Invesco Perpetual’s head of emerging market equities Dean Newman has said he has yet to see firm signs of a market bottom for the asset class, despite the bounce seen in recent weeks.
The MSCI Emerging Markets index has risen 15 per cent from its January 2016 lows, and even outperformed many developed markets on the downside at the start of the year. But Mr Newman said revisions to corporate earnings metrics – which show whether sell-side analysts are increasing or decreasing their expectations – were still negative.
Mr Newman said a shift to neutral or even positive revisions was the missing piece of the puzzle for emerging markets.
This, he said, would be a “key indicator of when one should be more positive” on the asset class.
“Should the revisions ratio improve and stabilise, or move to closer to positive territory, it is a very strong signal. It says valuations are cheap and you can believe in the valuations.”
Mr Newman said his “gut” told him that downward corporate earnings revisions, particularly in Latin America and emerging Europe, would continue in the short term.
However, he added: “We are in the territory where we are close to the bottom.”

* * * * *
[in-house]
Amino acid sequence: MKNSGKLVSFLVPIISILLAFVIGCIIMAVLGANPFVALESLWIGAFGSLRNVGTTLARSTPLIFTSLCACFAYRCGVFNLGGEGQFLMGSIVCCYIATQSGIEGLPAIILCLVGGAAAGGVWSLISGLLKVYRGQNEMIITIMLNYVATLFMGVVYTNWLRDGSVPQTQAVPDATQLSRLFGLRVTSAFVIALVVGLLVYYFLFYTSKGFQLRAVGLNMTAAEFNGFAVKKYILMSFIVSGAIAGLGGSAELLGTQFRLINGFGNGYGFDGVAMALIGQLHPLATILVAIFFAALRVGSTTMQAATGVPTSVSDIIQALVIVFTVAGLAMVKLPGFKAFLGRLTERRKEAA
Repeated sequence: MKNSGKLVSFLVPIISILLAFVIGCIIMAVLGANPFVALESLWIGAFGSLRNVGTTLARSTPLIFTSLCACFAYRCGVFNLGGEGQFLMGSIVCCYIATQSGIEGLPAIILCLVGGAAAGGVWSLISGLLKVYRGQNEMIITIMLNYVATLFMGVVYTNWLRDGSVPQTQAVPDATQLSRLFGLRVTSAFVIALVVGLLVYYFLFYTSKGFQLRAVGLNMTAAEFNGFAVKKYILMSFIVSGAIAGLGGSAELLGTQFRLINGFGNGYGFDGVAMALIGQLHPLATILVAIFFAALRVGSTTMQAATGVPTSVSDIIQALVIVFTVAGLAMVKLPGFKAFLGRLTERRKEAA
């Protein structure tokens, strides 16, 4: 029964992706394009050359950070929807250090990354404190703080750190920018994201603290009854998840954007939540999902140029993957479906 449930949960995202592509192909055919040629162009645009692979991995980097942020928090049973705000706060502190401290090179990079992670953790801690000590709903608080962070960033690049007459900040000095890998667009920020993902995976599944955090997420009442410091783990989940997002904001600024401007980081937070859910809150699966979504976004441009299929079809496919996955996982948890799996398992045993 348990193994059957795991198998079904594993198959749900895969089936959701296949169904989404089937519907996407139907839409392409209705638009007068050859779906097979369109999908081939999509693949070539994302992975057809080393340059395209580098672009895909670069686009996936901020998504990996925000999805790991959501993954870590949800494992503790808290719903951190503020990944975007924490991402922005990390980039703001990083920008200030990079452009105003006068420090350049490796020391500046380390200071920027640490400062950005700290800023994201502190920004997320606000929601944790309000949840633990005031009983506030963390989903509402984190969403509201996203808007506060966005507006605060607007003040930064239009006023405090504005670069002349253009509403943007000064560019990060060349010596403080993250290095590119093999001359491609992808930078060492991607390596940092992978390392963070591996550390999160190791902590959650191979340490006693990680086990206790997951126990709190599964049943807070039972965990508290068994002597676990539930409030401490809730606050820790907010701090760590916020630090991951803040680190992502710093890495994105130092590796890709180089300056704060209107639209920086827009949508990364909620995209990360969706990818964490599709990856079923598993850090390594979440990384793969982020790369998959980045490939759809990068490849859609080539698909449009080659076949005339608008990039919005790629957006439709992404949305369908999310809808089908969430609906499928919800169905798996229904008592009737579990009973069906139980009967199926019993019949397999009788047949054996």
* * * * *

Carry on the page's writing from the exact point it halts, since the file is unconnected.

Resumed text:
The fund manager said that two headwinds to have plagued emerging markets in recent years – dollar strength and commodities weakness – were now petering out.
“Recently markets have rallied and a number of commodity prices have rallied and we have to take those signals seriously,” he said.
He summarised: “I would concur that economic growth is continuing to weaken, which does somewhat undermine the case. The more evidence we have the recovery in the US is stable and on an upward trajectory, and the corporate earnings revisions stabilise, then those would be another two good signs that emerging markets are turning a corner.”
The manager’s £230m Invesco Perpetual Global Emerging Markets fund has been underperforming the MSCI Emerging Markets index thus far in 2016, with the manager putting the blame on stock selection.
Mr Newman said the sharp slump and rebound this year had not served his stocks well. The manager suggested his holdings had been left behind by market rallies but were also not as defensive as the likes of consumer staples, which tend to perform better in down markets.
“On balance, the stocks in our portfolio trade on a similar or cheaper valuation to those in the MSCI index but have a higher outlook for earnings growth and return of equity. That is an appropriate blend of a strong valuation discipline and looking at fundamentals,” he explained.
The cheapest valuations, he said, were to be found in Russia, South Africa and Turkey. By contrast, China, Hong Kong, Malaysia and South Korea were home to an abundance of fairly valued or over-valued entities.
While he waits for markets to bottom out, the manager said he had structured the fund in a way he hoped would minimise the damage caused by equities’ gyrations.